Opportunity cost.

Unless these are all negative marginal productivity people, they would do more for humanity by working at McDonalds. So the charge of selfishness is not without merit, depending on one’s model of social obligation.

7 The Other Jim July 10, 2017 at 8:54 am

Thank you, ChrisA.

Obviously if white American Christians did something even fractionally as ridiculous as this, Tyler and the left would rip them mercilessly. But as long as it’s done by foreigners, it is suddenly fascinating to people like Tyler, and film of it is one of the best movies of the year.

8 Thiago Ribeiro July 10, 2017 at 9:08 am

It does not matter who does it, it is pathetic and savage.

9 P Burgos July 10, 2017 at 1:02 pm

Don’t a lot of White Christians go on pilgrimage to holy sites in Europe, like the road to Santiago Campostela? I thought that this was the last remnant of the indulgences of the middle ages, where the church grants an indulgence for completing the pilgrimage. Also, I believe that in New Mexico during lent and easter they also make pilgrimages, although I am not sure if white hispanics count as white in the eyes of the left or not.

10 DTF18 July 10, 2017 at 11:26 pm

That Phd in Literature from the other day suddenly looks like a hard charging capitalist

11 Dick the Butcher July 10, 2017 at 8:09 am

Pilgrimage was a common Christian “discipline” or “penance.” Most were local. I know several Christians that similarly walked one of the several, ancient pilgrim routes from France to Santiago, Spain.

12 Affe July 10, 2017 at 9:15 am

It’s certainly done in Poland – as I recall during the summer there are almost always some form of youth group pilgrimages from different parts of the country to the shrine in Czestochowa.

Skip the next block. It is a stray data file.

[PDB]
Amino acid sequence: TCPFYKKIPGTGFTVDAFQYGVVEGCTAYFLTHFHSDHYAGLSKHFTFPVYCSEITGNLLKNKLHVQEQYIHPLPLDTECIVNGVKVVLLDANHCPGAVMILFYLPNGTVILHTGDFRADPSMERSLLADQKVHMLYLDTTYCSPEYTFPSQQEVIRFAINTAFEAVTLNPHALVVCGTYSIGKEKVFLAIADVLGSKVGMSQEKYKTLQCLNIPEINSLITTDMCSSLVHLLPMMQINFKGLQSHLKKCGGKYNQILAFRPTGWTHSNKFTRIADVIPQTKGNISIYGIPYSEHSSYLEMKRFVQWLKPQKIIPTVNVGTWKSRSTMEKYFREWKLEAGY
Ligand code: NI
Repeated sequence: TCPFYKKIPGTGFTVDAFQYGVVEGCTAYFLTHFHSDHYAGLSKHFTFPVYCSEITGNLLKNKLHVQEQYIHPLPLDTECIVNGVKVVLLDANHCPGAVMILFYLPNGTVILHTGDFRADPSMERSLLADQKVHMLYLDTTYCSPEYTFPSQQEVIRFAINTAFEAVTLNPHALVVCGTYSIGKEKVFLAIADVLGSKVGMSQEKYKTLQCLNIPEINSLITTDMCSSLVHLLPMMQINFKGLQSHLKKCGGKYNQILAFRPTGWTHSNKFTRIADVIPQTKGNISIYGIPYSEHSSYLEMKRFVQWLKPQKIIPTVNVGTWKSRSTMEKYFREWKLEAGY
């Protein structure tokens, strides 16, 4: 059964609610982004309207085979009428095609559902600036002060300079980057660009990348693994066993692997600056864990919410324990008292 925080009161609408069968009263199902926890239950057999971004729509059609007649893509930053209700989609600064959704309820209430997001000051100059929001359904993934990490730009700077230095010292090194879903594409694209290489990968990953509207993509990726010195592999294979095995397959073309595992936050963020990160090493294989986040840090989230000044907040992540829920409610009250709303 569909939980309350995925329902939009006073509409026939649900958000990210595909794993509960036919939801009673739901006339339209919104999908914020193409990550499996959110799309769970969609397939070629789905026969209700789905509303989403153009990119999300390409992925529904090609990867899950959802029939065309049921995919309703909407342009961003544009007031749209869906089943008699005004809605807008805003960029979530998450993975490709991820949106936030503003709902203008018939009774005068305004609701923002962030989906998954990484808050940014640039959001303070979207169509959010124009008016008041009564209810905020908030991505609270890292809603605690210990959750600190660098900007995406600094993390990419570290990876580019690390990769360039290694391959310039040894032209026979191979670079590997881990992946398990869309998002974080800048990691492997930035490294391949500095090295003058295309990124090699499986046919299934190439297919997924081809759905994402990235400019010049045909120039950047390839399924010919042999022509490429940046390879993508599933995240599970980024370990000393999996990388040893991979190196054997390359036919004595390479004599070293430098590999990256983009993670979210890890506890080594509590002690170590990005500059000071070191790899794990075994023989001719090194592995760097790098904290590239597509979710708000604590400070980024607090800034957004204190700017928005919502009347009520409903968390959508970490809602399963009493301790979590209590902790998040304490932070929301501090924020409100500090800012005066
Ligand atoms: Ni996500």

13 Vivian Darkbloom July 10, 2017 at 9:28 am

The name of the film is “Paths of the Soul”; not “Paths to the Soul”.

14 Eric July 10, 2017 at 9:39 am

A comment from the Amazon link:

Nothing against the Tibetan people who were made to appear in this Chinese propaganda film but that is just what it is. Look closely knowing this and you will see the props and the abundant food and pretend freedom and the fear behind their eyes.
Attempting to show relative religious freedom and good life in Tibet where in reality, the people are not allowed even the right to lift their heads and speak freely. If you want to see a real movie about what’s really going on then please get the movie ‘What Remais of Us’. Then you will see real nomadics other Tibetans living in the reality of Tibet, the world’s largest prison.

15 spandrell July 10, 2017 at 9:43 am

Tibetana aren’t allowed to publicly proclaim the overthrow of the government, but you can lead a normal life undisturbed. That’s a prison.

In Europe you go to prison by a single racist comment. That’s freedom. OK.

16 Thiago Ribeiro July 10, 2017 at 10:07 am

“allowed to publicly proclaim the overthrow of the government”
You mean defend their right to elect their leaders. Apparently right to representation, as opposed to racism, is not part of a normal life.
“you can lead a normal life undisturbed”
As one could/can in the Soviet Block or Iran or Saudi Arabia or Cuba (I know, they do not have HDTVs yet and Chine is important for Hollywood’s bottomline). Seriously, racists agitating for totalitarian or authoritarian regimes, be they Putin’s or Xi’s) are getting weirder and weirder, not better than liberal appeasement of leftist regimes.

17 spandrell July 11, 2017 at 2:18 am

Weirder? Right to representation, whatever that means, has not been a part of human life for 99.99% of our history. The right to live along your people and not have foreigners committing crime with impunity however has been a basic human right understood by all peoples in the world.

Seriously the idea of a Brazilian giving lessons on how to run a country is so ridiculous it’s not even funny.

18 Thiago Ribeiro July 11, 2017 at 12:48 pm

“Weirder? Right to representation, whatever that means, has not been a part of human life for 99.99% of our history.”
I see, what more tou want to bring back besides despotism? Slavery, cannibalism, human sacrifices?